Globalization And The French Economy
What is globalization?
The interchanging of views, products, culture and ideas between different countries is known as globalization. The process can be traced back in history, but it has grown in recent times with the growth of world economy and culture.
There are four aspects in the process which have been identified by the IMF; these include trade, monetary movement, migration and sharing of knowledge. Globalization is interlined with economy, social, cultural and geographical factors in the countries.
The economy in France
While France may be one of the European Union’s largest countries, with its economy being in ranked as the 6th largest in the world, it suffered from the economic slump in the 2000’s. The competitiveness between businesses has worsened, there has been a fall in their market share of experts and they also need to increase their control over public expenditure.
The French president Holland is working to address its crisis in European debt, and he has vowed to pursue not just economic policies that are tied with austerity but also growth.
France and Globalization
France is well known for their position against globalization. In the past, they backed trade protectionism, and opposed globalization. In recent years, this has changed as many of the companies in their countries are now leaders in the European industry; they not only provide supplies all over Europe but also employ people from outside France. However, there are still said to be strong sentiments against globalization. A clear evidence for this is Sarkozy’s pledge to reintroduce passport checks, reduce immigration and follow a policy of trade protectionism once again.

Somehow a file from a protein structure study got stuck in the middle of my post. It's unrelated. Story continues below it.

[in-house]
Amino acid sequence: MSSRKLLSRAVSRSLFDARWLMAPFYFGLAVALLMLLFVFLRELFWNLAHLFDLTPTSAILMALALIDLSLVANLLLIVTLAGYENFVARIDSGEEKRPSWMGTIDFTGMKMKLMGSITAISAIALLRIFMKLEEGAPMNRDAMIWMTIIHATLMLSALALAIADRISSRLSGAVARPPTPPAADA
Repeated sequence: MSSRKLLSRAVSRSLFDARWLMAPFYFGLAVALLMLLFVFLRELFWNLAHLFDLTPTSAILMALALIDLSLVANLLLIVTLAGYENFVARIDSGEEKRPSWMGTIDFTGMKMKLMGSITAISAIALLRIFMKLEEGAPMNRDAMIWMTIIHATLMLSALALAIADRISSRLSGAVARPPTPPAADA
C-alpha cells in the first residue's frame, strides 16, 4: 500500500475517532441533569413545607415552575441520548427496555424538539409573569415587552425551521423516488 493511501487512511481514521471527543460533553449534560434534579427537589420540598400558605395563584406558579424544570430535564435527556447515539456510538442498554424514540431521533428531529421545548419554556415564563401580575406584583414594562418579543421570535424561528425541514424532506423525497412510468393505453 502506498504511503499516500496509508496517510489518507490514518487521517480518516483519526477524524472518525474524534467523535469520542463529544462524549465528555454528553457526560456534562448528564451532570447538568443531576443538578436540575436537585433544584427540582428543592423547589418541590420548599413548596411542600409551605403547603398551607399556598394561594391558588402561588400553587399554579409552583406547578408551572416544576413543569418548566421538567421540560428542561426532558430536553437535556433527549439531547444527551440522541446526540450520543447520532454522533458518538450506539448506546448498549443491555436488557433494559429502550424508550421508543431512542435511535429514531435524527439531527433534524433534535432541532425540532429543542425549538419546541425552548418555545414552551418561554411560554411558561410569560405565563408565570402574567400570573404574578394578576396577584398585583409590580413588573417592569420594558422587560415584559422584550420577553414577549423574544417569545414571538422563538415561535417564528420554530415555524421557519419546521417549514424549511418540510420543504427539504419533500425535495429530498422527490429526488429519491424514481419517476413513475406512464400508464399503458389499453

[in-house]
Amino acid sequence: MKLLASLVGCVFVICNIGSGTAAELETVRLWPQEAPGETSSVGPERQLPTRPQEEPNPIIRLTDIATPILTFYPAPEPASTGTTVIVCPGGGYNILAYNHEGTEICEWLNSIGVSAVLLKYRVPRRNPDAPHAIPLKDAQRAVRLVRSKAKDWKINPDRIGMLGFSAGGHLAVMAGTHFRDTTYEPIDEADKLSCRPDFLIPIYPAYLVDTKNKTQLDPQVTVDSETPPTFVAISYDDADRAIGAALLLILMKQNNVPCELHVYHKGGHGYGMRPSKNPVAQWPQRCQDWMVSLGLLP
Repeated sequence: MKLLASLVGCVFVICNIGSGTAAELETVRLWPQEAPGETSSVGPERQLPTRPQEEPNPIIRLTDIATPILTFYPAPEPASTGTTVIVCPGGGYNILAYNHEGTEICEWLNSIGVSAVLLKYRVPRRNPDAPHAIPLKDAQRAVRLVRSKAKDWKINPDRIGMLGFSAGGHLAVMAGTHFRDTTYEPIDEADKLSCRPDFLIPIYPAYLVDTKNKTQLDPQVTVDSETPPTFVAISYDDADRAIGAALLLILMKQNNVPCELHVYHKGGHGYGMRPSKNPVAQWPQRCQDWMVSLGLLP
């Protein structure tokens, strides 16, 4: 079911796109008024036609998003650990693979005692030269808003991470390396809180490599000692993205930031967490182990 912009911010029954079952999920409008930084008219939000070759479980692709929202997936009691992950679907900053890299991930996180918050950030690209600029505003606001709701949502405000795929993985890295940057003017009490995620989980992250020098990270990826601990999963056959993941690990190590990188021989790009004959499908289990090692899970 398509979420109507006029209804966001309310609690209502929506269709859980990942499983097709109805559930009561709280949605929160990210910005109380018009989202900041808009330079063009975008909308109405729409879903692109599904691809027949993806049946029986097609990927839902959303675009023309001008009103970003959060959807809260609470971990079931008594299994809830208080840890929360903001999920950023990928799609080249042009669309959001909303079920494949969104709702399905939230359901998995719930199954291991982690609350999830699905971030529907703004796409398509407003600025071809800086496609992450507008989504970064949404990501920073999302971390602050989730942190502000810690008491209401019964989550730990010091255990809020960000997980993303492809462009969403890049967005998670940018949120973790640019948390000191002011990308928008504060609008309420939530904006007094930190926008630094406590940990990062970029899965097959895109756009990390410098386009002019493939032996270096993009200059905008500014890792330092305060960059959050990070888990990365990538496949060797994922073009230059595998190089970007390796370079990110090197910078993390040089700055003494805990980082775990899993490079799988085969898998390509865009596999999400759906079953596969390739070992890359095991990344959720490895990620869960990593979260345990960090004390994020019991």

The reason for their strong hate for globalization can be linked to their understanding of it. They linked the concept of globalization to the increase in American influence over the world. American chains for fast food had begun to subject the world to their products, and at the same time they were destroying the cultures of the countries they entered. Their only concern was the maintenance and increase in their own profit margin.
Now, there are some who believe that there has been a shift in this hate for globalization. This is linked to the challenges that have resulted from technology and demographics. They were not a result of a direct decision enacted by open, traditional, political debate but instead resulted from a small gradual change that quietly lurked in the shadows.
While there may be a slight change, the French still remember the negative connotations attached to the word ‘globalization’ and remain wary of it as a result.